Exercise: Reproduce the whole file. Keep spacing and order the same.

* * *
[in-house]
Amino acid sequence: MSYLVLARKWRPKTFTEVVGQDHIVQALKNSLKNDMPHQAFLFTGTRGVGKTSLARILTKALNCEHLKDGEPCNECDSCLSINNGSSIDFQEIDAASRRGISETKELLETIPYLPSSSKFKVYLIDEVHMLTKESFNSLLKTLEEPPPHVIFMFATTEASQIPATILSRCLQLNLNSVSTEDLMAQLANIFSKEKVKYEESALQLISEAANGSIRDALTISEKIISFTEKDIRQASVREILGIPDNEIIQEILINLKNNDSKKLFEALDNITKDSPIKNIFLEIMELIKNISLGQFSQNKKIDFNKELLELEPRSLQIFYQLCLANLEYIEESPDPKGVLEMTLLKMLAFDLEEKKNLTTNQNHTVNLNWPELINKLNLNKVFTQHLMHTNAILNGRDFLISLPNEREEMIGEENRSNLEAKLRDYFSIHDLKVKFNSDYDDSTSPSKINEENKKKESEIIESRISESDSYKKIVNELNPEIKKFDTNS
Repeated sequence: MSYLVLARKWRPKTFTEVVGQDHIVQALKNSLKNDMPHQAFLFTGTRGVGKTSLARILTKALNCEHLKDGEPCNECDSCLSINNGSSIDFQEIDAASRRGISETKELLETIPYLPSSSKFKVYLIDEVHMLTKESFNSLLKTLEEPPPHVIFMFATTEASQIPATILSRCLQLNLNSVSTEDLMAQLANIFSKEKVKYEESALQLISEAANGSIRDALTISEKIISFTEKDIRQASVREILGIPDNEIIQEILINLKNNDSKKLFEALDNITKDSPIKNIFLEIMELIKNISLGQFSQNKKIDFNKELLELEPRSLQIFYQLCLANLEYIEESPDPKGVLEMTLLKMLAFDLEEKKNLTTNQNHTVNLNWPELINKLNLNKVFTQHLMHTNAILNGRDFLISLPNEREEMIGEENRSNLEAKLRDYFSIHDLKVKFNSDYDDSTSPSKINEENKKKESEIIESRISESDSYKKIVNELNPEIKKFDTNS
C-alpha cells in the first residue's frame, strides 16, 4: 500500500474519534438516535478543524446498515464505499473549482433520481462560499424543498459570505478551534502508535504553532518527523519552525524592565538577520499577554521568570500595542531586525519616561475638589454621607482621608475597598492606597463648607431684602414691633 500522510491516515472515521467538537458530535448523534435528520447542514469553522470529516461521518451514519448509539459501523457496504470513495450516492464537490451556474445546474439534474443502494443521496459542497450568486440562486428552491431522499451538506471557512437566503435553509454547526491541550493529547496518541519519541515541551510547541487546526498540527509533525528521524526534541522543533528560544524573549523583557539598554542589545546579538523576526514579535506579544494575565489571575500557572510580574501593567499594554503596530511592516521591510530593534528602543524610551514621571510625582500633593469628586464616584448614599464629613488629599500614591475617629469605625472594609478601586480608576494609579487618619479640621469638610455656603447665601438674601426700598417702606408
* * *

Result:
[in-house]
Amino acid sequence: MSYLVLARKWRPKTFTEVVGQDHIVQALKNSLKNDMPHQAFLFTGTRGVGKTSLARILTKALNCEHLKDGEPCNECDSCLSINNGSSIDFQEIDAASRRGISETKELLETIPYLPSSSKFKVYLIDEVHMLTKESFNSLLKTLEEPPPHVIFMFATTEASQIPATILSRCLQLNLNSVSTEDLMAQLANIFSKEKVKYEESALQLISEAANGSIRDALTISEKIISFTEKDIRQASVREILGIPDNEIIQEILINLKNNDSKKLFEALDNITKDSPIKNIFLEIMELIKNISLGQFSQNKKIDFNKELLELEPRSLQIFYQLCLANLEYIEESPDPKGVLEMTLLKMLAFDLEEKKNLTTNQNHTVNLNWPELINKLNLNKVFTQHLMHTNAILNGRDFLISLPNEREEMIGEENRSNLEAKLRDYFSIHDLKVKFNSDYDDSTSPSKINEENKKKESEIIESRISESDSYKKIVNELNPEIKKFDTNS
Repeated sequence: MSYLVLARKWRPKTFTEVVGQDHIVQALKNSLKNDMPHQAFLFTGTRGVGKTSLARILTKALNCEHLKDGEPCNECDSCLSINNGSSIDFQEIDAASRRGISETKELLETIPYLPSSSKFKVYLIDEVHMLTKESFNSLLKTLEEPPPHVIFMFATTEASQIPATILSRCLQLNLNSVSTEDLMAQLANIFSKEKVKYEESALQLISEAANGSIRDALTISEKIISFTEKDIRQASVREILGIPDNEIIQEILINLKNNDSKKLFEALDNITKDSPIKNIFLEIMELIKNISLGQFSQNKKIDFNKELLELEPRSLQIFYQLCLANLEYIEESPDPKGVLEMTLLKMLAFDLEEKKNLTTNQNHTVNLNWPELINKLNLNKVFTQHLMHTNAILNGRDFLISLPNEREEMIGEENRSNLEAKLRDYFSIHDLKVKFNSDYDDSTSPSKINEENKKKESEIIESRISESDSYKKIVNELNPEIKKFDTNS
C-alpha cells in the first residue's frame, strides 16, 4: 500500500474519534438516535478543524446498515464505499473549482433520481462560499424543498459570505478551534502508535504553532518527523519552525524592565538577520499577554521568570500595542531586525519616561475638589454621607482621608475597598492606597463648607431684602414691633 500522510491516515472515521467538537458530535448523534435528520447542514469553522470529516461521518451514519448509539459501523457496504470513495450516492464537490451556474445546474439534474443502494443521496459542497450568486440562486428552491431522499451538506471557512437566503435553509454547526491541550493529547496518541519519541515541551510547541487546526498540527509533525528521524526534541522543533528560544524573549523583557539598554542589545546579538523576526514579535506579544494575565489571575500557572510580574501593567499594554503596530511592516521591510530593534528602543524610551514621571510625582500633593469628586464616584448614599464629613488629599500614591475617629469605625472594609478601586480608576494609579487618619479640621469638610455656603447665601438674601426700598417702606408